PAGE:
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  #1  
Old 04-18-2009, 08:52 PM
silvergrey silvergrey is offline
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Default SOA 289 #250

can anybody show to me how come the mode is theata/2? I can not get it! Many thanks.
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Old 04-18-2009, 09:24 PM
daaaave daaaave is online now
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The mode of an inverse exponential is one of the properties listed in the distribution tables that you get on the exam (on p. 6 of the version currently on the SOA website).
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Old 04-18-2009, 10:17 PM
Actuarialsuck Actuarialsuck is offline
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Even if you didn't have that table, this is a simple exercise in calculus 1 right?



Therefore using whichever differentiation rules you want, product, quotient, whatever, you get:



Simple factoring gives us



As calculus rules go, you set it = 0, convince yourself why the first term = 0 is not what you want (do you see why?), therefore the 2nd term must be i.e.

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Old 11-18-2015, 05:08 PM
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Default The difference between SOA sample #152 and #250

On Sample #152 when we calculated the likelihood function, for the densities we used, we used the conditional density of being greater than the deductible of 500. We are not given information about losses that aren't at least meeting the deductible.

On Sample #250 when we calculated the likelihood function, for the densities we used for losses above the deductible, we used the unconditional densities. In this question, we were given information about losses that did not meet the deductible.

Is the reason that in #250 we did not have to condition losses above the deductible as being above the deductible, because we were given information about the losses that did not meet the deductible? If we were not given information about the losses that did not meet the deductible, would it have been okay to use conditional densities then for losses that were above the deductible?
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Old 11-18-2015, 05:33 PM
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Not just OK to use the conditional, necessary to use the conditional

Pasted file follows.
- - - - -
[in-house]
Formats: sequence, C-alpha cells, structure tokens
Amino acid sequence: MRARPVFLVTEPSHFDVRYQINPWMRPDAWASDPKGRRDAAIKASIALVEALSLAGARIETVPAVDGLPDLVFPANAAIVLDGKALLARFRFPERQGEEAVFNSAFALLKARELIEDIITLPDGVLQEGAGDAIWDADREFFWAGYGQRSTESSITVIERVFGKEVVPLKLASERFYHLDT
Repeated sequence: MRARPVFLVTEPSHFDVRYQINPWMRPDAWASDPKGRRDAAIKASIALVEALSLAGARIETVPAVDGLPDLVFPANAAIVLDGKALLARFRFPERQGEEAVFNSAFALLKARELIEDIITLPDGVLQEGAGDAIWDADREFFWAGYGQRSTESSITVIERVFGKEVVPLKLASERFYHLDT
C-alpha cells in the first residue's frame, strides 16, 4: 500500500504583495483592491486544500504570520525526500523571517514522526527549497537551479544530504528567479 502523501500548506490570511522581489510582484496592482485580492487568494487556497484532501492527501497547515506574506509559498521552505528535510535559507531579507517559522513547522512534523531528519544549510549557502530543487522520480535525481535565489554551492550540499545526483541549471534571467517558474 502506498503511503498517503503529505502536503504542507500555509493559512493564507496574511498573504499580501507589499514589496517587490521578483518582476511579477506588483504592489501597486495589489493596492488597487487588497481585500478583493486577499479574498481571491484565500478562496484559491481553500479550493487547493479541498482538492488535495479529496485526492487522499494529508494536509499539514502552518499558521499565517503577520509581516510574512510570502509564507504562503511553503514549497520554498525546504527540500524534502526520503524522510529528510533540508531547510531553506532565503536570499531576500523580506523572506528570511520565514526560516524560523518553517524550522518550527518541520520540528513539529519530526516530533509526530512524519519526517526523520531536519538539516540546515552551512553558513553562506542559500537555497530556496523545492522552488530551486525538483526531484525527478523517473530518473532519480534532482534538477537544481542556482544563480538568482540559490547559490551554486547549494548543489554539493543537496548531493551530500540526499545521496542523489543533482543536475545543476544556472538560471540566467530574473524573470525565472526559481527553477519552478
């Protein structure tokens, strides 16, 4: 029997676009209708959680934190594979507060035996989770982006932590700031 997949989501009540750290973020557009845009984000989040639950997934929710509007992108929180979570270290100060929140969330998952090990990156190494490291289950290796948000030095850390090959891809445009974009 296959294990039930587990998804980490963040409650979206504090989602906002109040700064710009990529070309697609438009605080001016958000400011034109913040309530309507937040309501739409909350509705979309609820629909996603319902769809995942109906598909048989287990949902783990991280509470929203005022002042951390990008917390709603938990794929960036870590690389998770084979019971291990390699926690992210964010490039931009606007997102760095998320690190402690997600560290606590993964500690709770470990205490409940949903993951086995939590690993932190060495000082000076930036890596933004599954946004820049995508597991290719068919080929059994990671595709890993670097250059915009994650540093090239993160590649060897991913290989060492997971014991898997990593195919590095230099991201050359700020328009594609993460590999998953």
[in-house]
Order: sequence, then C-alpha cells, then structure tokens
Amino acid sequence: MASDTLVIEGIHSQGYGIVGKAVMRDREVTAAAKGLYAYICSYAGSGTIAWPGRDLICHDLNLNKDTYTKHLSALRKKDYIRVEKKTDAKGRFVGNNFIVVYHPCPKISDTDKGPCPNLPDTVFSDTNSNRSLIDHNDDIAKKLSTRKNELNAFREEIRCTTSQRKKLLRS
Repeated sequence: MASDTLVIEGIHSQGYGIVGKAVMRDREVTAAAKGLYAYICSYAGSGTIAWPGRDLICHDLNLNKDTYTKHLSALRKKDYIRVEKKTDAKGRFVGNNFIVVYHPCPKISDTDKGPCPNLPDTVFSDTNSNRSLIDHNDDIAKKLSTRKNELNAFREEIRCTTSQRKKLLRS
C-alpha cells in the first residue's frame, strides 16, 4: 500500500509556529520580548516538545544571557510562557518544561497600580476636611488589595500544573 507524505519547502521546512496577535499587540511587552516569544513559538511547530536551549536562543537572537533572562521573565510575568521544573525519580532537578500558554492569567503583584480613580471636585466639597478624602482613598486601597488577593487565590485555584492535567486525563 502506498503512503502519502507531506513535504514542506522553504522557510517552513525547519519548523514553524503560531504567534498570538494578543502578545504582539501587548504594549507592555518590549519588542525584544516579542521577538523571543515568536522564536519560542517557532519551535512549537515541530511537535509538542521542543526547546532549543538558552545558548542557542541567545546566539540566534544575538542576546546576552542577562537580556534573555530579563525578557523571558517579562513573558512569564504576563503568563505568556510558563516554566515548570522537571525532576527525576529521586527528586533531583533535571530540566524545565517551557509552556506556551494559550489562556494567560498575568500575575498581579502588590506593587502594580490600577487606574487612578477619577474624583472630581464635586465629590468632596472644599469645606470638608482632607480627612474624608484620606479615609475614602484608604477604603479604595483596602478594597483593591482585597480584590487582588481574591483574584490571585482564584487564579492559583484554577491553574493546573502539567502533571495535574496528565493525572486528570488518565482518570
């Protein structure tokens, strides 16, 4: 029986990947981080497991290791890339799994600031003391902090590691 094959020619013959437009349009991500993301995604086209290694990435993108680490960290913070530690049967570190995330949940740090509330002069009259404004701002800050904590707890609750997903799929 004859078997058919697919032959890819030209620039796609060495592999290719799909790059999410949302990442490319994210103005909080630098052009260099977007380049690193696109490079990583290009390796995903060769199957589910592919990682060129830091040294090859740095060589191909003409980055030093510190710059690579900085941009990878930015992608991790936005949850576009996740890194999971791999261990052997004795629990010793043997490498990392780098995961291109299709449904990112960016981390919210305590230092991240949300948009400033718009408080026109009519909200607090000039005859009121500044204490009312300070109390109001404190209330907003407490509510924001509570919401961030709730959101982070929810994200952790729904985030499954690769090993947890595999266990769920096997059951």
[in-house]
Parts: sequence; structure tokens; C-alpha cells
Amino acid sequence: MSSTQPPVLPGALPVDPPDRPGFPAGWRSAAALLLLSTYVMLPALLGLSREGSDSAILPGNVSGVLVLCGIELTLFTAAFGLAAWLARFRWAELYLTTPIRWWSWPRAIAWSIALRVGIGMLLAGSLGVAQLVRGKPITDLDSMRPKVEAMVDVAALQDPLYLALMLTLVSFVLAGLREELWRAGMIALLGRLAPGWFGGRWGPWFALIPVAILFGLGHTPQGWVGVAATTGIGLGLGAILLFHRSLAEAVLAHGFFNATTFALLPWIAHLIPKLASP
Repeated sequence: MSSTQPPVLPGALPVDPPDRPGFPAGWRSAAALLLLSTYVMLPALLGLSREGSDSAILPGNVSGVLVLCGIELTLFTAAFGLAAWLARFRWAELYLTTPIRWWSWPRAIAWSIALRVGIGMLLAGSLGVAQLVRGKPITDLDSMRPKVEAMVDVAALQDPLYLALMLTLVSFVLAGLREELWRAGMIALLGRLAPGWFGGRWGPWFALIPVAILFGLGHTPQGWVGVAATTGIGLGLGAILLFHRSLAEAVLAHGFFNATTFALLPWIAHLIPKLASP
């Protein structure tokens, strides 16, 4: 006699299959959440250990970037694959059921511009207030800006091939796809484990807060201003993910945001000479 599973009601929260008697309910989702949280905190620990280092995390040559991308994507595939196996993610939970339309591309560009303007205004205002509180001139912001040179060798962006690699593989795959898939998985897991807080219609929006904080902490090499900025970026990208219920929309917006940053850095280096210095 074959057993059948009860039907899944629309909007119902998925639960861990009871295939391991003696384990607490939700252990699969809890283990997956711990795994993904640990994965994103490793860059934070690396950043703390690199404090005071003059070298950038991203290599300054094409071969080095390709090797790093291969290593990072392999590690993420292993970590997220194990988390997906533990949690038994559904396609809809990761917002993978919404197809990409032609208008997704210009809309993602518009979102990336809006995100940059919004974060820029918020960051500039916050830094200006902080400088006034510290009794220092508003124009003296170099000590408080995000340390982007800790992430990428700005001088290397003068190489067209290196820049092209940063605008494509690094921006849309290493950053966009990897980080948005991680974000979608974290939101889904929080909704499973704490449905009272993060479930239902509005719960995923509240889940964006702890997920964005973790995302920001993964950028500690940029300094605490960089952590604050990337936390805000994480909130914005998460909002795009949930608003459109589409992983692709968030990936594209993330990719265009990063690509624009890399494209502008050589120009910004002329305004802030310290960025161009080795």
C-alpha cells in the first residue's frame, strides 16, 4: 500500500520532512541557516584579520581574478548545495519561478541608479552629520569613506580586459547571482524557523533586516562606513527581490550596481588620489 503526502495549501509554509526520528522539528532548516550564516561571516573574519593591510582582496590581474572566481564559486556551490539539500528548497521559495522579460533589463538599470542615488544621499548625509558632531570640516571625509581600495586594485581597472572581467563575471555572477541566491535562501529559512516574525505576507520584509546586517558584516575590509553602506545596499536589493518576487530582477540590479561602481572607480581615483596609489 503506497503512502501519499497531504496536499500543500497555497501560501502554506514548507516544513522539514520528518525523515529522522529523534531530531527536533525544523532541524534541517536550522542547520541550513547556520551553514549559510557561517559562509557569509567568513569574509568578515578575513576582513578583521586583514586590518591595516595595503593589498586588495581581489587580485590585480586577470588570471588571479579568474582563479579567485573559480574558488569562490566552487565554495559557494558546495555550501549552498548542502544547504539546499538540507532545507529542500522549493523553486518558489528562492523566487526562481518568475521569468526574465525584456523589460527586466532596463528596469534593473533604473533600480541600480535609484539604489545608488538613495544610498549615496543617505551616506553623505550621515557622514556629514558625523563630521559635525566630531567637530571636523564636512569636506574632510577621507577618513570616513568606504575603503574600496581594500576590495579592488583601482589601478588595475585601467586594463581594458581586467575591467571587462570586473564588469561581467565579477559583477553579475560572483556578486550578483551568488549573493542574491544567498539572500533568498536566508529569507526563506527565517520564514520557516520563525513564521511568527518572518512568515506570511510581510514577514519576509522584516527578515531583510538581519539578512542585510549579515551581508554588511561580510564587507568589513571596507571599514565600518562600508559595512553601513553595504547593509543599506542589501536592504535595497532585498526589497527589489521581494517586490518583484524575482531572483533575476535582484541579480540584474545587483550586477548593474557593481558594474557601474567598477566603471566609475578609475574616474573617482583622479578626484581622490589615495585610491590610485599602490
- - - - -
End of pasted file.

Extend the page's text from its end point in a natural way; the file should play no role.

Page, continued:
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Old 06-13-2018, 06:39 PM
laxtuary laxtuary is offline
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Default Losses Below Deductible

I'm still a bit confused on what clues us in to why we don't need to condition on being above the deductible in this problem? It seems like we have just as much information given about losses below the deductible as we would on any other problem like this.
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Old 06-13-2018, 07:10 PM
Academic Actuary Academic Actuary is offline
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There are 11 losses. You know seven are below the deductible, you just don't know the specific values. If you were just given the losses above the deductible you would use the conditional.
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Old 06-13-2018, 08:09 PM
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Quote:
Originally Posted by ScottKelly View Post
On Sample #152 when we calculated the likelihood function, for the densities we used, we used the conditional density of being greater than the deductible of 500. We are not given information about losses that aren't at least meeting the deductible.

On Sample #250 when we calculated the likelihood function, for the densities we used for losses above the deductible, we used the unconditional densities. In this question, we were given information about losses that did not meet the deductible.

Is the reason that in #250 we did not have to condition losses above the deductible as being above the deductible, because we were given information about the losses that did not meet the deductible? If we were not given information about the losses that did not meet the deductible, would it have been okay to use conditional densities then for losses that were above the deductible?
Where does #250 say anything about a deductible?
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